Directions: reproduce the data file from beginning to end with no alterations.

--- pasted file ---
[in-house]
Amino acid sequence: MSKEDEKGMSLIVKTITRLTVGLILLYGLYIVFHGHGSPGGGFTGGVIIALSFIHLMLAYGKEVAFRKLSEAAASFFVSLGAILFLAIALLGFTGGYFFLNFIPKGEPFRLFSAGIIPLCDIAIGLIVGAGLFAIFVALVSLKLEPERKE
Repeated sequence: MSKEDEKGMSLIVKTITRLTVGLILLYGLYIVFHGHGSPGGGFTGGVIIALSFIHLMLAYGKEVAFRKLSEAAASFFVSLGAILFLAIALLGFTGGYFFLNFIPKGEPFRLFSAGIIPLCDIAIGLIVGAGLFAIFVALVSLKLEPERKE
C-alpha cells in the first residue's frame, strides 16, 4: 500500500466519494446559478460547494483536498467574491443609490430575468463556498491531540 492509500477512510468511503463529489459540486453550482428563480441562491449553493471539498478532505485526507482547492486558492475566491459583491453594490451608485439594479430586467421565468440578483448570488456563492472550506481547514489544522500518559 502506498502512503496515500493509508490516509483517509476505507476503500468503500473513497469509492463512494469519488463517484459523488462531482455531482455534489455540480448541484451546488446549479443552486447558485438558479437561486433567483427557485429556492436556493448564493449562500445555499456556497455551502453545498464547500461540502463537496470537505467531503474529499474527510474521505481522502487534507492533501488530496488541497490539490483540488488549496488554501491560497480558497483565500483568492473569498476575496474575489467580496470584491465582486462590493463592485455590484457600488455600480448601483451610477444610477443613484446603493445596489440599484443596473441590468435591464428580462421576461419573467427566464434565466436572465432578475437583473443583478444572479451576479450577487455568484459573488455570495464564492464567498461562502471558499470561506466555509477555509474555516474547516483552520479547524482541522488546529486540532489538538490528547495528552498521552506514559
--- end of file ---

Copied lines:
[in-house]
Amino acid sequence: MSKEDEKGMSLIVKTITRLTVGLILLYGLYIVFHGHGSPGGGFTGGVIIALSFIHLMLAYGKEVAFRKLSEAAASFFVSLGAILFLAIALLGFTGGYFFLNFIPKGEPFRLFSAGIIPLCDIAIGLIVGAGLFAIFVALVSLKLEPERKE
Repeated sequence: MSKEDEKGMSLIVKTITRLTVGLILLYGLYIVFHGHGSPGGGFTGGVIIALSFIHLMLAYGKEVAFRKLSEAAASFFVSLGAILFLAIALLGFTGGYFFLNFIPKGEPFRLFSAGIIPLCDIAIGLIVGAGLFAIFVALVSLKLEPERKE
C-alpha cells in the first residue's frame, strides 16, 4: 500500500466519494446559478460547494483536498467574491443609490430575468463556498491531540 492509500477512510468511503463529489459540486453550482428563480441562491449553493471539498478532505485526507482547492486558492475566491459583491453594490451608485439594479430586467421565468440578483448570488456563492472550506481547514489544522500518559 502506498502512503496515500493509508490516509483517509476505507476503500468503500473513497469509492463512494469519488463517484459523488462531482455531482455534489455540480448541484451546488446549479443552486447558485438558479437561486433567483427557485429556492436556493448564493449562500445555499456556497455551502453545498464547500461540502463537496470537505467531503474529499474527510474521505481522502487534507492533501488530496488541497490539490483540488488549496488554501491560497480558497483565500483568492473569498476575496474575489467580496470584491465582486462590493463592485455590484457600488455600480448601483451610477444610477443613484446603493445596489440599484443596473441590468435591464428580462421576461419573467427566464434565466436572465432578475437583473443583478444572479451576479450577487455568484459573488455570495464564492464567498461562502471558499470561506466555509477555509474555516474547516483552520479547524482541522488546529486540532489538538490528547495528552498521552506514559